With three weeks to go until Election Day, Republican Rep. Chip Cravaack and former DFL Rep. Rick Nolan debated Tuesday over the best ways to create jobs and provide health care.
Before an overflow crowd at Anoka Ramsey Community College in Cambridge, Cravaack and Nolan debated for a third time. With questioning from Gary Eichten, the two made their way through numerous issues during an hour-long discussion.
Asked whether the stimulus bill worked, Nolan said it could have been better, but that it did.
"It did in fact create good jobs in a whole wide range of areas, not the least of which is in the field of transportation," Nolan said.
Nolan also spoke about the tax cuts in the bill and the billions in aid to state and local governments.
Cravaack said the bill was not worth what it added to the national debt, which he repeatedly said could leave future U.S. generations "indentured servants" to countries such as China.
"By every economist that I have read [it] did not help the economy," Cravaack said. "All we did was add more to our debt."
Moments later Cravaack said the stimulus had a "very small impact" on the economy. Economists disagree on the impact of the stimulus, but a Congressional Budget Office study found that between 1.3 million and 3.6 million jobs were saved or created by it.
Cravaack repeatedly sounded alarms about the national debt. Nolan noted the debt grew much faster under Republican icon Ronald Reagan than it has under the Obama administration. And Nolan repeatedly called for reduced military spending and ending what he calls "wars of choice."
On the Affordable Care Act, Cravaack said he would repeal what's become known as "Obamacare."
"The reason why? Let's just start off at the 30,000 foot level: Nobody read it," Cravaack said. "It did not go through the normal committee process."
"No, I definitely would not vote to repeal the Affordable Care Act. It ensures that another 30 million people in this country would have health insurance; it provides that nobody can be denied as a result of preconditions; it provides that parents can keep their children insured up to the age of 26," Nolan said.
As they have throughout the campaign, Nolan and Cravaack sparred on Medicare. Nolan accused Cravaack of favoring a plan to turn the program over to the private insurance industry. Cravaack accused Nolan of having no plan to address its future insolvency.
Asked whether environmentalists were hurting economic development, Nolan said not at all. Cravaack criticized Nolan for opposing logging, snowmobiling and motor-boating when he voted to create the Boundary Waters Canoe Area Wildness in the late 1970s.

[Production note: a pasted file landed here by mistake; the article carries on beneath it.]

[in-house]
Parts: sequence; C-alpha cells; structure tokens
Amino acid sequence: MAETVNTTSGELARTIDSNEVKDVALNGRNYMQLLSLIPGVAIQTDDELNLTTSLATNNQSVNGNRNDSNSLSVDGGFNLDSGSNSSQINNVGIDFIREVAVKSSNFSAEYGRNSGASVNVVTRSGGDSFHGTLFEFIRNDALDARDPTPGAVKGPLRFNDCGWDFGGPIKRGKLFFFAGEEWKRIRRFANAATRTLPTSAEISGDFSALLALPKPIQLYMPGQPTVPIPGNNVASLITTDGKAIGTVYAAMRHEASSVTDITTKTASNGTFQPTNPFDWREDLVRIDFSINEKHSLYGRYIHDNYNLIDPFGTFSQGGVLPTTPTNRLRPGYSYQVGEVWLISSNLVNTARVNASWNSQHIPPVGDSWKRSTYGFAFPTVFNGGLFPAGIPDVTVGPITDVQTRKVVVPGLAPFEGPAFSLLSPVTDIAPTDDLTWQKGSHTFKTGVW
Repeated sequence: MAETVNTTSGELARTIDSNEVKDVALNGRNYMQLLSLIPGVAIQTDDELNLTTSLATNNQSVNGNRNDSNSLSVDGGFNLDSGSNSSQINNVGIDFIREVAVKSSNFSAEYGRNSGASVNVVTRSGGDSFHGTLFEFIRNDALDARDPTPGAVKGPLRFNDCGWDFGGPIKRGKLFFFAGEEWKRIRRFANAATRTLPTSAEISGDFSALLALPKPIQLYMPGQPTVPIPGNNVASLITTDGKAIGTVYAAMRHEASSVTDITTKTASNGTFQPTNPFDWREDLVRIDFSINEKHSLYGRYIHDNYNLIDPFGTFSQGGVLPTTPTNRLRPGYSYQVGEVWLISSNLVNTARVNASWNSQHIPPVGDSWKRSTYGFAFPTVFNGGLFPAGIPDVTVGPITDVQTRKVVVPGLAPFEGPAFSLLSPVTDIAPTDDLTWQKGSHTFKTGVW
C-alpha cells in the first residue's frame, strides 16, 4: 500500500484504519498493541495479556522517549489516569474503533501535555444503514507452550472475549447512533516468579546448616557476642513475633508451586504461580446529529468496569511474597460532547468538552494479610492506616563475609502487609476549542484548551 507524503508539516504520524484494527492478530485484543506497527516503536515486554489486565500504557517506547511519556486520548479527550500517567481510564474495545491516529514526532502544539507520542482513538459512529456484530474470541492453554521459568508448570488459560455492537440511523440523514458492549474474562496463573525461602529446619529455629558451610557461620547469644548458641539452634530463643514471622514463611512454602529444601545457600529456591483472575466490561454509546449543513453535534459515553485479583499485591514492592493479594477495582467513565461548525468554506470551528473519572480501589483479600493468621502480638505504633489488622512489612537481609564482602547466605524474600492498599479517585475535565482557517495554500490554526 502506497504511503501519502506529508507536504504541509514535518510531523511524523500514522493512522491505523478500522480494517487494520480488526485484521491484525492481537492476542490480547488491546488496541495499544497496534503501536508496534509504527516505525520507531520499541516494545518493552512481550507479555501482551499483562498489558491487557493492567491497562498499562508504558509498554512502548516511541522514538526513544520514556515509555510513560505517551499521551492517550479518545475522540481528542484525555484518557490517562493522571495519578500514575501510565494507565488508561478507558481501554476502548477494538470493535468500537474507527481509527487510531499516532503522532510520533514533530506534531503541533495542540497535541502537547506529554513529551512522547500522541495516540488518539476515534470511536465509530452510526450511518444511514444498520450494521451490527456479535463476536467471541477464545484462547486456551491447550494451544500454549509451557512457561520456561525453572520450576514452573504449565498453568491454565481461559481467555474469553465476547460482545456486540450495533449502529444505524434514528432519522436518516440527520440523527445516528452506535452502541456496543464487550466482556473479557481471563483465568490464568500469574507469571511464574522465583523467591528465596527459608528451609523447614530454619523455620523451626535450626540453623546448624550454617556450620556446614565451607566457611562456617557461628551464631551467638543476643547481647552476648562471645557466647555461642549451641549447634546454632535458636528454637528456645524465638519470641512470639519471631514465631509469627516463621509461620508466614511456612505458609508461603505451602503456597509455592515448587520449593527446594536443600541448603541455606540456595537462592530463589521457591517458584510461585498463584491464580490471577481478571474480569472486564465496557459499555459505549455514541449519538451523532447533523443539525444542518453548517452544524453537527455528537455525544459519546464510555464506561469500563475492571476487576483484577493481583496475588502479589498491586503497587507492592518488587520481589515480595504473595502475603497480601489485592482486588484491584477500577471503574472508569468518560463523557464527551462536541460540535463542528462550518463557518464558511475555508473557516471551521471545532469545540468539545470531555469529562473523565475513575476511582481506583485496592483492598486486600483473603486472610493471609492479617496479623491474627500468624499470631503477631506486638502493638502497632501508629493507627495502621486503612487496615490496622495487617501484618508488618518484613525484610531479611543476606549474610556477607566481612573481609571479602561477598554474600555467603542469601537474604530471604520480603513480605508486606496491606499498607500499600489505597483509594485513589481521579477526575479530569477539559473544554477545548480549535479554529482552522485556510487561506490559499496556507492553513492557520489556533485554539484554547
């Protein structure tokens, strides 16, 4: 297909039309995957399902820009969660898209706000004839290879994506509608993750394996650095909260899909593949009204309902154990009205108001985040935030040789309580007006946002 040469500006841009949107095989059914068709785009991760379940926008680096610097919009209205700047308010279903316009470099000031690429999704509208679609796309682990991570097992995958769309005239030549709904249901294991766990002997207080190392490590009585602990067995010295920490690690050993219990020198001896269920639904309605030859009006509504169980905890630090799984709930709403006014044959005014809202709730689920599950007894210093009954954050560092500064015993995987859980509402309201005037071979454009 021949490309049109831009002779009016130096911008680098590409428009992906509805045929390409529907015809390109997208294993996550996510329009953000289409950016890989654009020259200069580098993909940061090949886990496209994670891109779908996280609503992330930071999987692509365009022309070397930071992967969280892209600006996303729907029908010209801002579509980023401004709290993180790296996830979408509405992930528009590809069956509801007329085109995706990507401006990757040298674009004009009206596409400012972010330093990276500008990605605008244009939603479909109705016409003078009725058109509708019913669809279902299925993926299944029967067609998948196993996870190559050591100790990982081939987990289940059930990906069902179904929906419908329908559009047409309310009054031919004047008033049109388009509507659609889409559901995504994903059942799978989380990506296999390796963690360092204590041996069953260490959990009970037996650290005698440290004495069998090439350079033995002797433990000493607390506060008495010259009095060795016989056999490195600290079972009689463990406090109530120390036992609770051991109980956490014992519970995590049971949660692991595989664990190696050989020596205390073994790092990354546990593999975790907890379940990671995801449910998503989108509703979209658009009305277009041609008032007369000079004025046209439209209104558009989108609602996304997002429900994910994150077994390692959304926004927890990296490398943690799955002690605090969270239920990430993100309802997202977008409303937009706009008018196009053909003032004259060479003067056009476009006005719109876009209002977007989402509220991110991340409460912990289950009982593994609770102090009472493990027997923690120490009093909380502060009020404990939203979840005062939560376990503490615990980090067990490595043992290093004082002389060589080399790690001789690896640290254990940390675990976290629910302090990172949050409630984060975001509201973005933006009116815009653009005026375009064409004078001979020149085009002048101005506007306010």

"Congressman Nolan sided essentially with the Twin City environmentalists and was actually in opposition of pro-growth, pro-economic reforms that we needed in the Northland to create jobs," Cravaack said.
Nolan said he remains proud of his BWCA vote which he suggested has created plenty of 8th District tourism jobs.
"It's one of the 10 best destination-oriented vacations in the entire world," Nolan said. "People fly in from all over America, all over the world to take advantage of that great experience."
On another important northeastern Minnesota issue, mining, Cravaack criticized Nolan for his proposal to spend taxpayer money to open a mining institute. Cravaack noted that Nolan's DFL primary challenger, Jeff Anderson, didn't like the idea either.
"A person that's on your staff, Jeff Anderson, said that some of the proposals that you have made, making the mining institute, for example, at the cost of the taxpayer, $250 million a year that keeps mining under a continual microscope instead of moving forward and progressing," Cravaack said. "Jeff said that this is pie in the sky."
Nolan pointed out that Anderson is supporting him in the election, not Cravaack. He also said University of Minnesota Research was behind the taconite industry that has been so important to the state's economy.
"This is the kind of basic research that enables business to go forward in a way that accesses and takes advantage of the opportunity and protects the environment," Nolan said.
The mining issue is expected to dominate the fourth and final Cravaack-Nolan debate. It will take place in the Iron Range city of Virginia, on Halloween, just days before voters will decide who they want representing them in Congress.